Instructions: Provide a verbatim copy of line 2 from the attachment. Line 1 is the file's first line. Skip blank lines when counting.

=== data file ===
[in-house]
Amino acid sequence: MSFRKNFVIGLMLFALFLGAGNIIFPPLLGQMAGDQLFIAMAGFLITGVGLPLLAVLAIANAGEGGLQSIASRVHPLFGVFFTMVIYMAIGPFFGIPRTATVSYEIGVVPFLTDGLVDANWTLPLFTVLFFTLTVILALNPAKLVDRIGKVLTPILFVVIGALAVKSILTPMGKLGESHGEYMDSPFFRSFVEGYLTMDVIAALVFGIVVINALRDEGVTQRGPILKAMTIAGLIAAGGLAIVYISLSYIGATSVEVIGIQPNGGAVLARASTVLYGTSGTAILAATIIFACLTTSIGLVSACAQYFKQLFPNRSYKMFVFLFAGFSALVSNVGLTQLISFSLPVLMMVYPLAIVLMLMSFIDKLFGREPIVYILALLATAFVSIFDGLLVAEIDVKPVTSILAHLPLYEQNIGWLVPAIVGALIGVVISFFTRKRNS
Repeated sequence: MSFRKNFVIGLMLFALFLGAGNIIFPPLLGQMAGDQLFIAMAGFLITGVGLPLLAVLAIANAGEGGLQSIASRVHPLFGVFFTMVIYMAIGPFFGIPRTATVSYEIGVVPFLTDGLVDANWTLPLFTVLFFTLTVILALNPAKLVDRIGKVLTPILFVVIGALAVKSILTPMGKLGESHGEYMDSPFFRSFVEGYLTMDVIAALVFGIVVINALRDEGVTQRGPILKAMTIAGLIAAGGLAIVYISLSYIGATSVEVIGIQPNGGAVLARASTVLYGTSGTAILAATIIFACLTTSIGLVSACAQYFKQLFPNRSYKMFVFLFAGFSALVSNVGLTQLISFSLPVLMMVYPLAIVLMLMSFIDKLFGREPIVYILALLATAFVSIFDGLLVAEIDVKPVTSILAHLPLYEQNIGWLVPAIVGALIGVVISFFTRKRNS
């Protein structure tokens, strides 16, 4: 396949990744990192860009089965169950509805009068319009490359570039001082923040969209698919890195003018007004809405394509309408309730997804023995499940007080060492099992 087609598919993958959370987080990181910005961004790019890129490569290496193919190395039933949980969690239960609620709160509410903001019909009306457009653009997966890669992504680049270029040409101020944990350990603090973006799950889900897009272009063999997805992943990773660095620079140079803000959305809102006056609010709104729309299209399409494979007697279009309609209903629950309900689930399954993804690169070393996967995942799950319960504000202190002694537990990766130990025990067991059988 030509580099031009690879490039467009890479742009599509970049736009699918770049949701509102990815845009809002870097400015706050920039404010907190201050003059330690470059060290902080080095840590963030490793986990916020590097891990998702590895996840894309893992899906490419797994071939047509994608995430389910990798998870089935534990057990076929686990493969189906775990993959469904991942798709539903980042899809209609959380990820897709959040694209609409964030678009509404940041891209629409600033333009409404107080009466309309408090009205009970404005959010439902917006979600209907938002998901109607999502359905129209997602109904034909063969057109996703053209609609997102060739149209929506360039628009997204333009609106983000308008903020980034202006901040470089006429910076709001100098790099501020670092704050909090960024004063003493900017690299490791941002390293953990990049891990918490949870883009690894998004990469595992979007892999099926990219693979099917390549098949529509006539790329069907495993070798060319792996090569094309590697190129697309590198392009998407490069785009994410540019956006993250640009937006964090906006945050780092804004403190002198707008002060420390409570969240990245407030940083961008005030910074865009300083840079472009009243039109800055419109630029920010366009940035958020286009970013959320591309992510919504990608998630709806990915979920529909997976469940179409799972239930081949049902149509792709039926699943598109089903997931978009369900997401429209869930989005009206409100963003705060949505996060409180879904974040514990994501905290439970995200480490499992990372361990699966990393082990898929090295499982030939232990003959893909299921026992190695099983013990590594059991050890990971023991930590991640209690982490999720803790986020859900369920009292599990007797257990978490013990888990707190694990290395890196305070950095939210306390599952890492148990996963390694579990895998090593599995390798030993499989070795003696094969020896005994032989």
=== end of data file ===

Amino acid sequence: MSFRKNFVIGLMLFALFLGAGNIIFPPLLGQMAGDQLFIAMAGFLITGVGLPLLAVLAIANAGEGGLQSIASRVHPLFGVFFTMVIYMAIGPFFGIPRTATVSYEIGVVPFLTDGLVDANWTLPLFTVLFFTLTVILALNPAKLVDRIGKVLTPILFVVIGALAVKSILTPMGKLGESHGEYMDSPFFRSFVEGYLTMDVIAALVFGIVVINALRDEGVTQRGPILKAMTIAGLIAAGGLAIVYISLSYIGATSVEVIGIQPNGGAVLARASTVLYGTSGTAILAATIIFACLTTSIGLVSACAQYFKQLFPNRSYKMFVFLFAGFSALVSNVGLTQLISFSLPVLMMVYPLAIVLMLMSFIDKLFGREPIVYILALLATAFVSIFDGLLVAEIDVKPVTSILAHLPLYEQNIGWLVPAIVGALIGVVISFFTRKRNS